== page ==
Maersk takes step towards breaking up with sale of oil unit

Sale of Maersk Oil to Total for $7.5bn is one of four planned transactions by Danish group

Maersk is splitting itself up because the rationale for being a broad-based conglomerate had been shown to be wrong-headed after the financial crisis. Photograph: Focke Strangmann/EPA

Maersk is splitting itself up because the rationale for being a broad-based conglomerate had been shown to be wrong-headed after the financial crisis. Photograph: Focke Strangmann/EPA

 

AP Moller-Maersk has taken not just its first step but also its biggest stride to breaking itself up.

The $7.5 billion sale of Maersk Oil to Total of France is just one of four transactions the Danish group is set to do in the next year to sell off its energy businesses and focus on transport and logistics.

But analysts expect the other three – its drilling rig, oil tankers and supply services businesses – to fetch about the same amount of money combined.

Just 11 months after announcing one of the most radical restructurings of a European industrial heavyweight, chief executive Søren Skou struck a satisfied figure.

“Clearly, for us, it’s a good day. We are getting full value for Maersk Oil. We are making material progress on the plans we made last year to focus our business on container shipping, ports and logistics,” he said.

Shares

Shareholders agreed, sending Maersk shares up 4 per cent to 3,310 Danish kroner. The consensus estimate among analysts was that Maersk Oil was worth $6.3 billion.

“This marks the break-up of the conglomerate for a better price than expected. So the hidden value is becoming clearer,” said David Kerstens, analyst at Jefferies.

Maersk is receiving $4.95 billion in Total shares as well as pushing down $2.5 billion of debt from the parent company into Maersk Oil.

Subject to maintaining its investment grade credit rating, Maersk said it would return a “material portion” of the $5 billion in Total shares to its own investors either through an extraordinary dividend, share buyback, or distribution of the shares themselves.

Mr Kerstens estimated that if all the $5 billion were returned in one go, it would be the equivalent of a 12 per cent yield on Maersk’s shares.

AP Moller Holding, the family investment company that is Maersk’s leading shareholder, is likely to remain invested in Total, according to sources.

The deal is the second large one Mr Skou has struck since becoming chief executive last summer.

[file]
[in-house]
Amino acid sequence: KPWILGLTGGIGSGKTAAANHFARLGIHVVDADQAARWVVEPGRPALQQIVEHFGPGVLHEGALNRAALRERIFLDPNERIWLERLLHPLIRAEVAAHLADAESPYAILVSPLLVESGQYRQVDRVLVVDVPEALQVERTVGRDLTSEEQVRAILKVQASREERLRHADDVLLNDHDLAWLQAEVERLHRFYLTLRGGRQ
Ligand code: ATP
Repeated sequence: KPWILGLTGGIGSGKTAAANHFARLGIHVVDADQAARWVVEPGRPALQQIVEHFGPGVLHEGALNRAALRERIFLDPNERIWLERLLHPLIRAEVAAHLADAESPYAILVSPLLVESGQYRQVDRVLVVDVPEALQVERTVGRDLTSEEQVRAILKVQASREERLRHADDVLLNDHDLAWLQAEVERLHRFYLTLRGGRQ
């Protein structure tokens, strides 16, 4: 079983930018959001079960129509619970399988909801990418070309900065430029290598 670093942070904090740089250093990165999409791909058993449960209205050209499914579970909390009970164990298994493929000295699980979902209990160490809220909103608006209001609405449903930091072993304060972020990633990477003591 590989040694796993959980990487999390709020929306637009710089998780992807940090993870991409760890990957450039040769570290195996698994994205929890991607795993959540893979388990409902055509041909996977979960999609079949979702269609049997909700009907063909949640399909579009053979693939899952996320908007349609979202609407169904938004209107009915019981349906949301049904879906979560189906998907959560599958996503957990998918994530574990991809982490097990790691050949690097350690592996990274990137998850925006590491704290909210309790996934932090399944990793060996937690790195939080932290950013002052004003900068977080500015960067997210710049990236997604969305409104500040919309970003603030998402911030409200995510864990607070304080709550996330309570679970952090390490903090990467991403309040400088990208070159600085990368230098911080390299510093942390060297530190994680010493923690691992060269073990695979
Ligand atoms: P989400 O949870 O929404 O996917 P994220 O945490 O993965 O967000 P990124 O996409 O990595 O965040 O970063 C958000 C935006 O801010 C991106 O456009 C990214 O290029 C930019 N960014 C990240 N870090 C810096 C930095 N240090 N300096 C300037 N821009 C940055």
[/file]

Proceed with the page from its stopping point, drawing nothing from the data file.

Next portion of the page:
He is in the process of bulking up the world’s largest container shipping group, Maersk Line, by purchasing Hamburg Süd for about $4 billion.

“With these two transactions, we are progressing well on reshaping the company on shipping and logistics,” Mr Skou said on Monday.

Rationale

Maersk is splitting itself up because the rationale for being a broad-based conglomerate had been shown to be wrong-headed after the financial crisis. “The idea was that Maersk Oil was a natural hedge for Maersk Line – that didn’t work,” said Mr Kerstens.

But the twin deals raise the focus and pressure on the remaining shipping and logistics assets, which include the APM Terminals business that operates many of the world’s ports. For instance, in 2016 Maersk Oil was the division with the highest profits, making $477 million against $438 million for APM Terminals and a $376 million loss for Maersk Line.

Maersk is in some ways lucky with the timing because just days before the sale to Total it announced second-quarter results that showed Maersk Line back in the black for the first time in a year. Mr Skou declared then that container shipping conditions were as good as they had been since the financial crisis.

Much of this is due to an improvement in freight rates after a price war last year, and much of that is a result of a big consolidation among container shipping groups that has seen the top 20 reduced to 12, with Mr Skou predicting only five or six will be left in a decade.

Mr Skou said Maersk felt that it had better chances in container shipping – where it transports 15 per cent of the world’s seaborne freight – and logistics than in energy where it was something of a bit player, especially after losing a crucial oilfield in Qatar, ironically to Total. “Shipping and logistics is where we have the best chance of succeeding and where we think the best growth chances are,” he added.

Disposal

The remaining disposal of Maersk Drilling, Maersk Tankers and Maersk Supply Services are likely to be tougher, whether through sale, merger or listing, analysts said. The three had combined revenues of $629 million in the second quarter but a total loss of $465 million due to a big writedown at the tankers business.

Mr Kerstens said he assigned a value of about $4.7 billion to drilling, and $1.3-$1.4 billion to the other two each.

He added that the sale of Maersk Oil could buy the Danish group some time and goodwill with investors over the separation of the other three energy businesses.

“The remaining assets will be more difficult to separate. They are all operating in a worse environment than oil. For instance, globally about 50 per cent of the drilling fleet is idle,” he said.

– (Copyright The Financial Times Limited 2017)